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The History of Buchenwald


    • The camp was first established in July 1937 near the German city of Weimar. Buchenwald means "beech tree forest" in German, reflecting its location. It originally housed political prisoners, mostly members of the Communist Party, Jehovah's Witnesses, and homosexuals. From 1938 onward, Jewish prisoners were also sent there. The first commandant from 1937 to 1942 was Karl Koch. His wife, Ilse, was renowned for her cruelty and became known as "the Bitch of Buchenwald."

    Development as a Work Camp

    • During the war years Buchenwald was steadily expanded into an industrial complex with major German companies, including IG Farben, BMW and Krupp operating factories and workshops. Medical personnel also conducted experiments on prisoners to find vaccines and cures for diseases such as typhus and cholera. Dr. Carl Vaernet tested "cures" for homosexuality through hormonal transplants.

    Final Years and Liberation

    • In 1944, there was a major influx of Jewish prisoners from Hungary to Buchenwald. In 1945, prisoners were brought from the camps to the east threatened by the approaching Red Army. Among these was future Nobel Prize winner Elie Wiesel. The last months of the camp's existence were the deadliest as chaotic conditions amplified the ill-treatment, starvation and disease that ravaged the camp. Prisoners overpowered the remaining guards and took control of the camp on April 11, 1945. U.S. forces entered the camp later that same day.

    Buchenwald Special Camp

    • With the division of Germany into four occupation zones, the Soviets used ready-made camps in their zone such as Buchenwald to house their own political prisoners, mostly but not exclusively Germans. The so-called Special Camp set up within Buchenwald for the purpose contained political and other prisoners from 1945 to 1950, some 7,100 of whom died.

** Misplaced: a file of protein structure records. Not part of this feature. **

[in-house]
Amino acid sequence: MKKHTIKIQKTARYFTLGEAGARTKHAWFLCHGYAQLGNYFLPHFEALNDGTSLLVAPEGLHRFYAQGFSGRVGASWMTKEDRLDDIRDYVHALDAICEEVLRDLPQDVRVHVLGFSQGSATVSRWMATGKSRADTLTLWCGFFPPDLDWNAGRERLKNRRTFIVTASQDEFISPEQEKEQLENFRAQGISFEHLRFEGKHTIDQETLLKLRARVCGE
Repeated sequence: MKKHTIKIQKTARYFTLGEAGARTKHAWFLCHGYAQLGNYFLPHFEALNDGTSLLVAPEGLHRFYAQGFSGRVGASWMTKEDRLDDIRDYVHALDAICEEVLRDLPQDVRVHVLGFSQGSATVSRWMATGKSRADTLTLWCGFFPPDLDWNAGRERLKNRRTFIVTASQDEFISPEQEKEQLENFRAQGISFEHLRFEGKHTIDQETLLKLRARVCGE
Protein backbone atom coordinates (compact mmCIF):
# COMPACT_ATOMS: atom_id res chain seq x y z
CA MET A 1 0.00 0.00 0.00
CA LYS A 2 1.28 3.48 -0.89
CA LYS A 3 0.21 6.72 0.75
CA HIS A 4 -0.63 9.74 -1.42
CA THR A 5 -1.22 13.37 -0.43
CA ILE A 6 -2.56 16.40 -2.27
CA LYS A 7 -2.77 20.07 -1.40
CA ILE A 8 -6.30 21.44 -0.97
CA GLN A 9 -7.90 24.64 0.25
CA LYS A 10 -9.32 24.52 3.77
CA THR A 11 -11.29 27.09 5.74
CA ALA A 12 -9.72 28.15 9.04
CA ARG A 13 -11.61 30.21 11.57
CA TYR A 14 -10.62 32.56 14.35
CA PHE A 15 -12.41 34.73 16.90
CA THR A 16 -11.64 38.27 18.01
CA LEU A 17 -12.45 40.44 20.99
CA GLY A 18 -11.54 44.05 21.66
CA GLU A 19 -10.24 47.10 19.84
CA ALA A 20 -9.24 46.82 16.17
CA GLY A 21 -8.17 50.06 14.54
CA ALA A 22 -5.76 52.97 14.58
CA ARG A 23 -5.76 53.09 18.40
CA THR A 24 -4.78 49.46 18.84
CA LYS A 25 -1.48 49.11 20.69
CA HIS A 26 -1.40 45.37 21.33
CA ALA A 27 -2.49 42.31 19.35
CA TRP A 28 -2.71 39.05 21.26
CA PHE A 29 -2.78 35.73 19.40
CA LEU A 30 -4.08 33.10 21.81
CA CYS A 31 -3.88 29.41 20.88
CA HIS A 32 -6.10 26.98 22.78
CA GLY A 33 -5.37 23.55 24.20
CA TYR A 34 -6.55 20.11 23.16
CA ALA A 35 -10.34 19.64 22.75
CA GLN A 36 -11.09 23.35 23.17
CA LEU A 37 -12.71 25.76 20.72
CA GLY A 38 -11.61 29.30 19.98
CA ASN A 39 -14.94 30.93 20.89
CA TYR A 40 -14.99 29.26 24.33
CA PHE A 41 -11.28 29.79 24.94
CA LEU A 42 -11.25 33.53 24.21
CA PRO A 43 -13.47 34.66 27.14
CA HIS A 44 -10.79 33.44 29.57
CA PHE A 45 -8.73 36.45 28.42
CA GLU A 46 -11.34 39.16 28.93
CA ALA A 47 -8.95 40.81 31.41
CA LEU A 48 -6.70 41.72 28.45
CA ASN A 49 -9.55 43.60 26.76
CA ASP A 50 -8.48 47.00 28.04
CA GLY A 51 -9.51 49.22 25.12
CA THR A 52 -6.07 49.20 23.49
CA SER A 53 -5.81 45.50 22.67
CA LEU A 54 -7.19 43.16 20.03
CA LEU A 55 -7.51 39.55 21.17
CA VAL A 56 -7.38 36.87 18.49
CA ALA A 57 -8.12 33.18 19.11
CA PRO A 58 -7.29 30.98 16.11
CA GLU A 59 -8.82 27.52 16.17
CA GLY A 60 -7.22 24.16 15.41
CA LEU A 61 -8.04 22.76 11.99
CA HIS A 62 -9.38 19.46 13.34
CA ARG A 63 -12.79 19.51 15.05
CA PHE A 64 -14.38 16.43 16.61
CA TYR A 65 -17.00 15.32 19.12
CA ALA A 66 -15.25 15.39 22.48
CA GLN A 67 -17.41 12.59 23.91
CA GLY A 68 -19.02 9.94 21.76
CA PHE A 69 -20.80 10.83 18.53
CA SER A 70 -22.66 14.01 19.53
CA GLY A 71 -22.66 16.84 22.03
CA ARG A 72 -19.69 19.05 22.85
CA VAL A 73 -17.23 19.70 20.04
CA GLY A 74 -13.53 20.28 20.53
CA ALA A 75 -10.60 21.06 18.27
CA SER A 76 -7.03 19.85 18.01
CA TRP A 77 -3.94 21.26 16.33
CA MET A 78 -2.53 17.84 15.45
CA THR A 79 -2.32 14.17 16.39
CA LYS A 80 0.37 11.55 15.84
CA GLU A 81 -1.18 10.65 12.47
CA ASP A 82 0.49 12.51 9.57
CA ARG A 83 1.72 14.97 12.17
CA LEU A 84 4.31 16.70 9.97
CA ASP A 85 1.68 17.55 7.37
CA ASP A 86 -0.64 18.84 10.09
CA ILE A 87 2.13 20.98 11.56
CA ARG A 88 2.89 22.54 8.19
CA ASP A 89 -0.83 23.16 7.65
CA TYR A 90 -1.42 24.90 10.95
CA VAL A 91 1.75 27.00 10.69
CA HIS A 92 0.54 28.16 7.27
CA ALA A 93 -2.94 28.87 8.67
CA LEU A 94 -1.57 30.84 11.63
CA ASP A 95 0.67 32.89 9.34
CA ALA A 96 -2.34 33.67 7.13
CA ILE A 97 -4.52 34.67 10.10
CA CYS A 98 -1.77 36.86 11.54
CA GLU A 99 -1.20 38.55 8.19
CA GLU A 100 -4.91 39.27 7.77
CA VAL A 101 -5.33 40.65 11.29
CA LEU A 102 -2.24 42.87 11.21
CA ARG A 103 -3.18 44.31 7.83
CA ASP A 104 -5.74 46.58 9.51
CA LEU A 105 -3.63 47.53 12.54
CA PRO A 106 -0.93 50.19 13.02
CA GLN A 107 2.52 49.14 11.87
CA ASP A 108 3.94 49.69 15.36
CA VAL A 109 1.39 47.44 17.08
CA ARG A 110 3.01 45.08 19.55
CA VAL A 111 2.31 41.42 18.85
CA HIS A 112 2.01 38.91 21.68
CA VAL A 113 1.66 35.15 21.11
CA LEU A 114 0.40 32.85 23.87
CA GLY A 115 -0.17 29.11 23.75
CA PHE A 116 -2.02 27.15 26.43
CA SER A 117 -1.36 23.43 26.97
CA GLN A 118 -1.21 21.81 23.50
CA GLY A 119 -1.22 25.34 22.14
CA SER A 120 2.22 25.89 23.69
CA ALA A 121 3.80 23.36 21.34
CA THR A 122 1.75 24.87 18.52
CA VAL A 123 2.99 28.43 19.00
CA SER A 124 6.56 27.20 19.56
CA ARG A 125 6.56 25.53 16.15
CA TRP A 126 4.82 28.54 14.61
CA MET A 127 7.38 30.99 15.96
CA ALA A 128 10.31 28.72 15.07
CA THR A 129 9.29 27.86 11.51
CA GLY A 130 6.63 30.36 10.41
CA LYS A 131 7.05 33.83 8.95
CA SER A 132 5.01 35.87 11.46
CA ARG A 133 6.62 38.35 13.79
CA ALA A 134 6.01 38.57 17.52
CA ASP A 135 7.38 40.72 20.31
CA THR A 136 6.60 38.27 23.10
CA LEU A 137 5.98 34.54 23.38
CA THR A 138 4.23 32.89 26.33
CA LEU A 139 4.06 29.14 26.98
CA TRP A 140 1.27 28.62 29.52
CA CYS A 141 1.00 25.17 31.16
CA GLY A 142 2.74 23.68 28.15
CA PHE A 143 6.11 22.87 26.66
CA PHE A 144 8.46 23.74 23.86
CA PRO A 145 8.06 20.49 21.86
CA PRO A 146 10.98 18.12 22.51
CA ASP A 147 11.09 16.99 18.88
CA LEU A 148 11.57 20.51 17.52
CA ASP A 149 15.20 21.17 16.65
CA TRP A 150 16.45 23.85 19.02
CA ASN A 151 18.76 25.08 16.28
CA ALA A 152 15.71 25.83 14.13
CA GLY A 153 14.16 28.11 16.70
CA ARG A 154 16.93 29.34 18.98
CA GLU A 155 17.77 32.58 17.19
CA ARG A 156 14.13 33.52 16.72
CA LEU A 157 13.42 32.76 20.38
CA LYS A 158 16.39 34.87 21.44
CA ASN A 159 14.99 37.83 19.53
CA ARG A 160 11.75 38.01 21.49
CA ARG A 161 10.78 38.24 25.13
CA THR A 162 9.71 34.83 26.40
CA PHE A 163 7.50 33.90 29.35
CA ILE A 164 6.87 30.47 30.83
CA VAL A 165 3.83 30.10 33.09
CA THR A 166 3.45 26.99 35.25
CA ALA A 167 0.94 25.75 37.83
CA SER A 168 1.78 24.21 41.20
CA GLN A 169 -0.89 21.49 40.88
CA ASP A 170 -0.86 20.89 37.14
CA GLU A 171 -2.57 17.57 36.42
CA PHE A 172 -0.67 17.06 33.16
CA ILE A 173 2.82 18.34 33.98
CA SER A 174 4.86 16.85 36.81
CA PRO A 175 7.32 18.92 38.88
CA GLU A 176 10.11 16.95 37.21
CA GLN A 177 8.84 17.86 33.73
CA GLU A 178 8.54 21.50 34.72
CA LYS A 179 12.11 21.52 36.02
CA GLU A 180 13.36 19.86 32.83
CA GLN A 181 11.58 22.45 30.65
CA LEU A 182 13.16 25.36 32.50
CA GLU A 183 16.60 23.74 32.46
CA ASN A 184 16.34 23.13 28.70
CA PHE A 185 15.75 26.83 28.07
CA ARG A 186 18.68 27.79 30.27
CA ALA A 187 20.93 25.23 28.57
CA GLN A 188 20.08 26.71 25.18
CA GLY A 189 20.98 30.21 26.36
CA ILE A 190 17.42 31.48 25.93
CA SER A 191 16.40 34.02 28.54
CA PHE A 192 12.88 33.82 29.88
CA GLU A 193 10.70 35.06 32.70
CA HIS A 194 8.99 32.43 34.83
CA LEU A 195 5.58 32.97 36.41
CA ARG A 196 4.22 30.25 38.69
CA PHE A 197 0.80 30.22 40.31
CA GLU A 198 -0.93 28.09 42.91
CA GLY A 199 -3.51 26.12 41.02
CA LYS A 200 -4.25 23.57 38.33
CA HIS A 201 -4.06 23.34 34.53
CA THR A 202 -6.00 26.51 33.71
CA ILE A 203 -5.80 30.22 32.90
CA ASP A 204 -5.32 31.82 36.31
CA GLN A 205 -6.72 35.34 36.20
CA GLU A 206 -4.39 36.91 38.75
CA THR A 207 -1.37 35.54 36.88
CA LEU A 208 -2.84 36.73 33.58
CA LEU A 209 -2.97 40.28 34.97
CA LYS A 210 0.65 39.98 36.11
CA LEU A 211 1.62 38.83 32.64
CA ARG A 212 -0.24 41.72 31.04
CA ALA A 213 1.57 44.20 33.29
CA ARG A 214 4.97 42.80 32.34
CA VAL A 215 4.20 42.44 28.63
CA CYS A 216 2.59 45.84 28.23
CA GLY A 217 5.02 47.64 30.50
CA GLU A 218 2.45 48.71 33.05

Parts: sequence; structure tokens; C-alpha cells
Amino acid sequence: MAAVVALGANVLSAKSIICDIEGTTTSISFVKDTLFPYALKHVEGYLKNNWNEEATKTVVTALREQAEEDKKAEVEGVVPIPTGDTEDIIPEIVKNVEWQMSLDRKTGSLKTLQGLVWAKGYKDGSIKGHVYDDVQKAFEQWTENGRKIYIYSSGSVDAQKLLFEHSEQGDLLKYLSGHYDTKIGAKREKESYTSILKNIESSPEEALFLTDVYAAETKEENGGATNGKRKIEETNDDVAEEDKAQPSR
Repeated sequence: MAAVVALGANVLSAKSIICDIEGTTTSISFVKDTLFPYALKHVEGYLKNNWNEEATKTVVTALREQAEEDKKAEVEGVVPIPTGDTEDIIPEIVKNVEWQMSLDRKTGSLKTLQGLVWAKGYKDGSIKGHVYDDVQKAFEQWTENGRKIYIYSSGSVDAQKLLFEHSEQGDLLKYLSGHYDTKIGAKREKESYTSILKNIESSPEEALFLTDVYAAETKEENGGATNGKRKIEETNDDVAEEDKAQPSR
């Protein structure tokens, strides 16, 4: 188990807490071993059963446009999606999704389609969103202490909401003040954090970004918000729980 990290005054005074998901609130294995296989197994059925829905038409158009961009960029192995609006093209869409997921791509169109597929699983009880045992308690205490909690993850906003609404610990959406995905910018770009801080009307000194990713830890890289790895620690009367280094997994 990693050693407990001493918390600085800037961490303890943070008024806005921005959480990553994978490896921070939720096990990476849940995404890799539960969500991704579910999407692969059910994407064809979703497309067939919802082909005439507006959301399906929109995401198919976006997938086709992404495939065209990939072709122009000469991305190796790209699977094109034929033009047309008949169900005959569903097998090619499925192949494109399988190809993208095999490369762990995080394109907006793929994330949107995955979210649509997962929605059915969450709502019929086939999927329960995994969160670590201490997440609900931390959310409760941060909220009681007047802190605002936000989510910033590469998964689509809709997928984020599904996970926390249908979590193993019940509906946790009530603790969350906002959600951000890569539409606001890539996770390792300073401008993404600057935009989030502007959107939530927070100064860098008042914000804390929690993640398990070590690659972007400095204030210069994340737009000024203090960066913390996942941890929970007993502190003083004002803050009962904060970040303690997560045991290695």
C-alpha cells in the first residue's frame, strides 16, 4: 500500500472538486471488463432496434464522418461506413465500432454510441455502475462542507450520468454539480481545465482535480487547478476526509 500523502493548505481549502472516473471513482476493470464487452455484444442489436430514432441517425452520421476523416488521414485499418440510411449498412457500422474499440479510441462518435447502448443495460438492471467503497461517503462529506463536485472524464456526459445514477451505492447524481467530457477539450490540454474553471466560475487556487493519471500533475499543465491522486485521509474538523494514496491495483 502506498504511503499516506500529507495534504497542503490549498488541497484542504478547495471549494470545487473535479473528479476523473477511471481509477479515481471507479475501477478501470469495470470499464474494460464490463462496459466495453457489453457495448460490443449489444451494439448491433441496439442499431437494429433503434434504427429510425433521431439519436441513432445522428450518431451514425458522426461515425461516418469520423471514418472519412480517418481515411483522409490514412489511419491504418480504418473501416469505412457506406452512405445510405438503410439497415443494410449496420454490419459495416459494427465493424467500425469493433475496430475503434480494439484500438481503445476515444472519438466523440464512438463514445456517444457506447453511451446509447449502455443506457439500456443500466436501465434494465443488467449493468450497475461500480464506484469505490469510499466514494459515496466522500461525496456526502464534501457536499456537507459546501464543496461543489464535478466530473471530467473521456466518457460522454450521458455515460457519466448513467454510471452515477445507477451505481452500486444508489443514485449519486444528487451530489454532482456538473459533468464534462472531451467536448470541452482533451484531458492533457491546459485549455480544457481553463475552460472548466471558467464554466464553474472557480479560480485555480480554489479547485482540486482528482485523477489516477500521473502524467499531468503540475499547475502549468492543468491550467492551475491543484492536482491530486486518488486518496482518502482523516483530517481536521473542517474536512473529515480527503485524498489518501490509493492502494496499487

Buchenwald as a Museum

    • The German Democratic Republic, a Soviet satellite state, demolished most of the camp and set up a museum on the site to celebrate the "victims of fascism." Highly propagandized, the museum emphasized the massacre of Russian prisoners of war and the execution of former German communist leader Ernst Thaelmann there in August 1944, downplayed the atrocities suffered by other groups and ignored the Special Camp.


    • After the reunification of Germany, the museum was updated and both the post-war Special Camp and its mass graves were memorialized. But debate continues to rage among the many diverse groups who suffered in the camp from 1937 to 1950 as to the most appropriate way to mark the suffering of all.

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